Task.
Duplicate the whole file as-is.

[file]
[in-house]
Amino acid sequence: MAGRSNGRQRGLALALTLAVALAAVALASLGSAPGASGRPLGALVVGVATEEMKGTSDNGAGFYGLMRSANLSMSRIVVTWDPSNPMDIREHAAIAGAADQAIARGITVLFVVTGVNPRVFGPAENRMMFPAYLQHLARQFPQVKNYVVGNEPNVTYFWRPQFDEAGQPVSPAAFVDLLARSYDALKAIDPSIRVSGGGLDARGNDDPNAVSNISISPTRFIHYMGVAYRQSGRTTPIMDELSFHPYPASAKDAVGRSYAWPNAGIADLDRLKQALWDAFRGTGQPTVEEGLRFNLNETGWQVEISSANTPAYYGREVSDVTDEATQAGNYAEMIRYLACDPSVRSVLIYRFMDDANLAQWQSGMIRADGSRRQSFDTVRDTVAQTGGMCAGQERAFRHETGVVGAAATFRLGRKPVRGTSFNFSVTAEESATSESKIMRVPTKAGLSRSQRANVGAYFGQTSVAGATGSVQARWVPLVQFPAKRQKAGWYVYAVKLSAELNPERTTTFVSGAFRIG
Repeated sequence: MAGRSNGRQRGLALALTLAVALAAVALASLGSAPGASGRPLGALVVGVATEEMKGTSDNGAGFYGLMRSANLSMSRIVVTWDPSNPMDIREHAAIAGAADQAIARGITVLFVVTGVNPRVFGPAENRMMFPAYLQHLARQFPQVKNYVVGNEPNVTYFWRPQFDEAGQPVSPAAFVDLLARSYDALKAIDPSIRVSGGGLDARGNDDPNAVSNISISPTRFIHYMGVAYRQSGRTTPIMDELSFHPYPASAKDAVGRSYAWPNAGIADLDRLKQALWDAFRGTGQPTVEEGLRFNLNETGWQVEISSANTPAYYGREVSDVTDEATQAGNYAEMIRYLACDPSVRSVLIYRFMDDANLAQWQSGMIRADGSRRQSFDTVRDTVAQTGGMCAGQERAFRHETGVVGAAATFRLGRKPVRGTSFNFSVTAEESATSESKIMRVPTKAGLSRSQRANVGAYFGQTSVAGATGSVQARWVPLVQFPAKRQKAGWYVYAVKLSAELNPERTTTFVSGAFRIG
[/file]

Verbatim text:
[in-house]
Amino acid sequence: MAGRSNGRQRGLALALTLAVALAAVALASLGSAPGASGRPLGALVVGVATEEMKGTSDNGAGFYGLMRSANLSMSRIVVTWDPSNPMDIREHAAIAGAADQAIARGITVLFVVTGVNPRVFGPAENRMMFPAYLQHLARQFPQVKNYVVGNEPNVTYFWRPQFDEAGQPVSPAAFVDLLARSYDALKAIDPSIRVSGGGLDARGNDDPNAVSNISISPTRFIHYMGVAYRQSGRTTPIMDELSFHPYPASAKDAVGRSYAWPNAGIADLDRLKQALWDAFRGTGQPTVEEGLRFNLNETGWQVEISSANTPAYYGREVSDVTDEATQAGNYAEMIRYLACDPSVRSVLIYRFMDDANLAQWQSGMIRADGSRRQSFDTVRDTVAQTGGMCAGQERAFRHETGVVGAAATFRLGRKPVRGTSFNFSVTAEESATSESKIMRVPTKAGLSRSQRANVGAYFGQTSVAGATGSVQARWVPLVQFPAKRQKAGWYVYAVKLSAELNPERTTTFVSGAFRIG
Repeated sequence: MAGRSNGRQRGLALALTLAVALAAVALASLGSAPGASGRPLGALVVGVATEEMKGTSDNGAGFYGLMRSANLSMSRIVVTWDPSNPMDIREHAAIAGAADQAIARGITVLFVVTGVNPRVFGPAENRMMFPAYLQHLARQFPQVKNYVVGNEPNVTYFWRPQFDEAGQPVSPAAFVDLLARSYDALKAIDPSIRVSGGGLDARGNDDPNAVSNISISPTRFIHYMGVAYRQSGRTTPIMDELSFHPYPASAKDAVGRSYAWPNAGIADLDRLKQALWDAFRGTGQPTVEEGLRFNLNETGWQVEISSANTPAYYGREVSDVTDEATQAGNYAEMIRYLACDPSVRSVLIYRFMDDANLAQWQSGMIRADGSRRQSFDTVRDTVAQTGGMCAGQERAFRHETGVVGAAATFRLGRKPVRGTSFNFSVTAEESATSESKIMRVPTKAGLSRSQRANVGAYFGQTSVAGATGSVQARWVPLVQFPAKRQKAGWYVYAVKLSAELNPERTTTFVSGAFRIG